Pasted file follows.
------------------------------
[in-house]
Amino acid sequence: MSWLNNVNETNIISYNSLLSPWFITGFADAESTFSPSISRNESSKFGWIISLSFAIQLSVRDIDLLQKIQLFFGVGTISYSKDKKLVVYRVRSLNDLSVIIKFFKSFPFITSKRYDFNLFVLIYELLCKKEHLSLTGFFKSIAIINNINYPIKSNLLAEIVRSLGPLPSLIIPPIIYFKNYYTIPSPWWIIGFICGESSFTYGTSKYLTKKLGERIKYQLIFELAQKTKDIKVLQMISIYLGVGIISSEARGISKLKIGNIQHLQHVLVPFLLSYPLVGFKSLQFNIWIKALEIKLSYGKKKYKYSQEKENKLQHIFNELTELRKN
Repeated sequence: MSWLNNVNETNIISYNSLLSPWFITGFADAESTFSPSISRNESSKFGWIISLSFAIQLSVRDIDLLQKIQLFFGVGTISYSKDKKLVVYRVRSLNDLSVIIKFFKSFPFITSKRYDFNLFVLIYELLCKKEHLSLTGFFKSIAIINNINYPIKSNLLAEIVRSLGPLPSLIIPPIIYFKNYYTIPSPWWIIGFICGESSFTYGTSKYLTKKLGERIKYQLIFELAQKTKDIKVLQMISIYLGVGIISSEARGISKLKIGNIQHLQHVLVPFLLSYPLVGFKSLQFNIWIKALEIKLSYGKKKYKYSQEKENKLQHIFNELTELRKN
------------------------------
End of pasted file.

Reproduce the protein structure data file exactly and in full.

[in-house]
Amino acid sequence: MSWLNNVNETNIISYNSLLSPWFITGFADAESTFSPSISRNESSKFGWIISLSFAIQLSVRDIDLLQKIQLFFGVGTISYSKDKKLVVYRVRSLNDLSVIIKFFKSFPFITSKRYDFNLFVLIYELLCKKEHLSLTGFFKSIAIINNINYPIKSNLLAEIVRSLGPLPSLIIPPIIYFKNYYTIPSPWWIIGFICGESSFTYGTSKYLTKKLGERIKYQLIFELAQKTKDIKVLQMISIYLGVGIISSEARGISKLKIGNIQHLQHVLVPFLLSYPLVGFKSLQFNIWIKALEIKLSYGKKKYKYSQEKENKLQHIFNELTELRKN
Repeated sequence: MSWLNNVNETNIISYNSLLSPWFITGFADAESTFSPSISRNESSKFGWIISLSFAIQLSVRDIDLLQKIQLFFGVGTISYSKDKKLVVYRVRSLNDLSVIIKFFKSFPFITSKRYDFNLFVLIYELLCKKEHLSLTGFFKSIAIINNINYPIKSNLLAEIVRSLGPLPSLIIPPIIYFKNYYTIPSPWWIIGFICGESSFTYGTSKYLTKKLGERIKYQLIFELAQKTKDIKVLQMISIYLGVGIISSEARGISKLKIGNIQHLQHVLVPFLLSYPLVGFKSLQFNIWIKALEIKLSYGKKKYKYSQEKENKLQHIFNELTELRKN